As soon as we were finished our waiter came and took our plates away, replacing them with our second courses. I got the impression that they were watching and timed the preparation of the second course to come after we were finished, which I appreciate. All too often in multi-course meals we’ve had the following course brought out before we’re finished with the first which can make things kind of crowded.
Unfortunately, the pleasant suprise of my gazpacho was not repeated by the second course, the fettuccine with baby rock shrimp, bay scallops, white wine and extra virgin olive oil over a locally grown zucchini sauce.
It’s not that it was bad by any means, but I really expected a little more. The sauce was the best part and it alone was quite good, but without the sauce to carry them the pasta, scallops and shrimp were a little plain.
Caroline’s ravioli, accompanied by more baby arugula, mozzarella and “mama’s cherry tomato sauce”, was more well received than my pasta. She really liked it, saying that the ravioli were really meaty and that the tomato sauce they were in was excellent. I think the only problem she had with it were the cherry tomatos nestled up to the ravioli – not because there was anything wrong with them, I wound up eating them all and really liked them, just because Caroline doesn’t really do tomatoes.
Just like before our emptied plates were scooped up just in time for the void they left on the table to be filled by our final course, matching plates of the seared lamb t-bone.
The lamb was presented in an interesting way with two t-bone cuts stood on end connected by a wooden skewer like an axel. A small mound of red cabbage provided contrast for the salsa verde which was streaked in a way that emphasized the distance between the two cuts of lamb.
Well presented though it may have been, it turned out to be a lot closer to the pasta than to the equally aesthetic gazpacho.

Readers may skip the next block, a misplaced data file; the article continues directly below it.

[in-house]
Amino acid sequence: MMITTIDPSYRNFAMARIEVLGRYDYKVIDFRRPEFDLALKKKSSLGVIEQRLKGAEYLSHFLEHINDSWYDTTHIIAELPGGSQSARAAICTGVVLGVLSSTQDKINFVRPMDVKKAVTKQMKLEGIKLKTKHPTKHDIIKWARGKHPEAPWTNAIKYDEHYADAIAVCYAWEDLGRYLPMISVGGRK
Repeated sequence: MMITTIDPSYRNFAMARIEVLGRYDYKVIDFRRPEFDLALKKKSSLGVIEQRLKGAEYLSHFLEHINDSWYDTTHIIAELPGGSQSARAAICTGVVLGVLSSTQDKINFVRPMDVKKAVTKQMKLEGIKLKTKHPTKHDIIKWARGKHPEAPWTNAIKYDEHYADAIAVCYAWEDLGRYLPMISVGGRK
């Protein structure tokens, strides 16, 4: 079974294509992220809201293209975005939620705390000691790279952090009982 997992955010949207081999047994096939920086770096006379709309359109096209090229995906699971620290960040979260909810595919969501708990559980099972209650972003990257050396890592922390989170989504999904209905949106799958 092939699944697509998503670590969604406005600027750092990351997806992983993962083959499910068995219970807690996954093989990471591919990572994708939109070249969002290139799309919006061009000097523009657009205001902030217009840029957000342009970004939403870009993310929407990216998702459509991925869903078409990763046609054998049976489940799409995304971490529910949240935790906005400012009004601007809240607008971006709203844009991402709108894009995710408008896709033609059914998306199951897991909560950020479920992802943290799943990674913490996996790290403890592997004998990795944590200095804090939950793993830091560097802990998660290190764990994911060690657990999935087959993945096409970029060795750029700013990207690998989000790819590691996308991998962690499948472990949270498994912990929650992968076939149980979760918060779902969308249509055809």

Repeating a common theme, the sauce was really good. Combined with both the lamb and the cabbage it definitely made it a pleasing dish, just not as good a one as I was expecting. My main problem was that the lamb was just too done for my tastes. Perhaps I could have requested it rarer, although it didn’t occur to me while ordering so I’m willing to give a little leeway on it.
Lamb is really easy to overcook, and in addition to drying out quickly it really changes the flavor of the meat. Caroline agreed that it was overdone and a little dry. Much like the pasta I could never call it bad, but it was a bit of a letdown given the reputation of the restaurant.
Verdict: We’ll Be Back
There were things we liked, and things we found a little disappointing. The gazpacho and the ravioli were good enough that I am definitely interested in going back for a full price dinner sometime for a better evaluation. I also hear their pizzas in particular are something worth going for. We’ll definitely be back. For now I will say it’s a great place for ambiance, view and location but about average for food.